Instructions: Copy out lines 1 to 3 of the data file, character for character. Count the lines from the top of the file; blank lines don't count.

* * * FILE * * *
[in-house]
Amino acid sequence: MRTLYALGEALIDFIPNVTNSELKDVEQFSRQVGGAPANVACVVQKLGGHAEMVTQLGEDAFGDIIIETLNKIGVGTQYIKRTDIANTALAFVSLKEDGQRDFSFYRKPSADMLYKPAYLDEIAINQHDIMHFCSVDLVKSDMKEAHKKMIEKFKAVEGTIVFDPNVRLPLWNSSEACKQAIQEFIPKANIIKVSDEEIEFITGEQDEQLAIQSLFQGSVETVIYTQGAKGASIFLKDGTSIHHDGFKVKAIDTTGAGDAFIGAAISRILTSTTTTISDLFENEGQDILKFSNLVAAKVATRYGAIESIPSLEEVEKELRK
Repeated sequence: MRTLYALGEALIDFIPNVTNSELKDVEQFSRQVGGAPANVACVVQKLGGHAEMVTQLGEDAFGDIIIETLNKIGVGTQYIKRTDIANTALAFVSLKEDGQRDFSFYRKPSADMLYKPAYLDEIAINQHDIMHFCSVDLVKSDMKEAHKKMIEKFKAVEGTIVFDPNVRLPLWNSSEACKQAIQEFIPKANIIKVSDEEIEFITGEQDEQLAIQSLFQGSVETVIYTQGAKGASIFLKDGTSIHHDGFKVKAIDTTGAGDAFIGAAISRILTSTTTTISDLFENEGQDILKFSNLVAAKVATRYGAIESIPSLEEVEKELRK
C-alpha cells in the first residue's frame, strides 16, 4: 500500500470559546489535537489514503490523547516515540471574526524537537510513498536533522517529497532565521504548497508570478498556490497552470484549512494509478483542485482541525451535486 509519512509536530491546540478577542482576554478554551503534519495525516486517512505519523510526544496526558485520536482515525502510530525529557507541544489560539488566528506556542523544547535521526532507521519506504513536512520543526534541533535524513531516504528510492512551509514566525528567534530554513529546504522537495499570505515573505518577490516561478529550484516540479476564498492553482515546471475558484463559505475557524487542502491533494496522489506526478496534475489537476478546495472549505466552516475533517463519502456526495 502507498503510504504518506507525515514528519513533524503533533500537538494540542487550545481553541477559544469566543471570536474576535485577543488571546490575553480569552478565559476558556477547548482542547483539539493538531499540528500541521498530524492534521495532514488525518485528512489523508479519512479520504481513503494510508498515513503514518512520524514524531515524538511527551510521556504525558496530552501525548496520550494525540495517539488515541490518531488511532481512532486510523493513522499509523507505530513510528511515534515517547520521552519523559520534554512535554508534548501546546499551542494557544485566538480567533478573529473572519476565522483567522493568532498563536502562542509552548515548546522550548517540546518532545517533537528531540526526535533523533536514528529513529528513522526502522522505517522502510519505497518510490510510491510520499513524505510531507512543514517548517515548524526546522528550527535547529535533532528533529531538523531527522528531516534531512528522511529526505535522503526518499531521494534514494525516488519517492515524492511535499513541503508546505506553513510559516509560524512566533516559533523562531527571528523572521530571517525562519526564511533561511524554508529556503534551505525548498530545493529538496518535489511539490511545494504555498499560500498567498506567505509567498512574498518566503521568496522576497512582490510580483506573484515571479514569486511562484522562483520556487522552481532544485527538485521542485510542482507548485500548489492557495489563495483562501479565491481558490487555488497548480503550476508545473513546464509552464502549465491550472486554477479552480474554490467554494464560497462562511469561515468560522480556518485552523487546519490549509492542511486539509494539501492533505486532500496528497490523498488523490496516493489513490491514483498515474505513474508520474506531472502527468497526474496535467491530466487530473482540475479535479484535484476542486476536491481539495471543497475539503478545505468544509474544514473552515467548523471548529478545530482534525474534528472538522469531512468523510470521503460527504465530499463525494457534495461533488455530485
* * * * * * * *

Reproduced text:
[in-house]
Amino acid sequence: MRTLYALGEALIDFIPNVTNSELKDVEQFSRQVGGAPANVACVVQKLGGHAEMVTQLGEDAFGDIIIETLNKIGVGTQYIKRTDIANTALAFVSLKEDGQRDFSFYRKPSADMLYKPAYLDEIAINQHDIMHFCSVDLVKSDMKEAHKKMIEKFKAVEGTIVFDPNVRLPLWNSSEACKQAIQEFIPKANIIKVSDEEIEFITGEQDEQLAIQSLFQGSVETVIYTQGAKGASIFLKDGTSIHHDGFKVKAIDTTGAGDAFIGAAISRILTSTTTTISDLFENEGQDILKFSNLVAAKVATRYGAIESIPSLEEVEKELRK
Repeated sequence: MRTLYALGEALIDFIPNVTNSELKDVEQFSRQVGGAPANVACVVQKLGGHAEMVTQLGEDAFGDIIIETLNKIGVGTQYIKRTDIANTALAFVSLKEDGQRDFSFYRKPSADMLYKPAYLDEIAINQHDIMHFCSVDLVKSDMKEAHKKMIEKFKAVEGTIVFDPNVRLPLWNSSEACKQAIQEFIPKANIIKVSDEEIEFITGEQDEQLAIQSLFQGSVETVIYTQGAKGASIFLKDGTSIHHDGFKVKAIDTTGAGDAFIGAAISRILTSTTTTISDLFENEGQDILKFSNLVAAKVATRYGAIESIPSLEEVEKELRK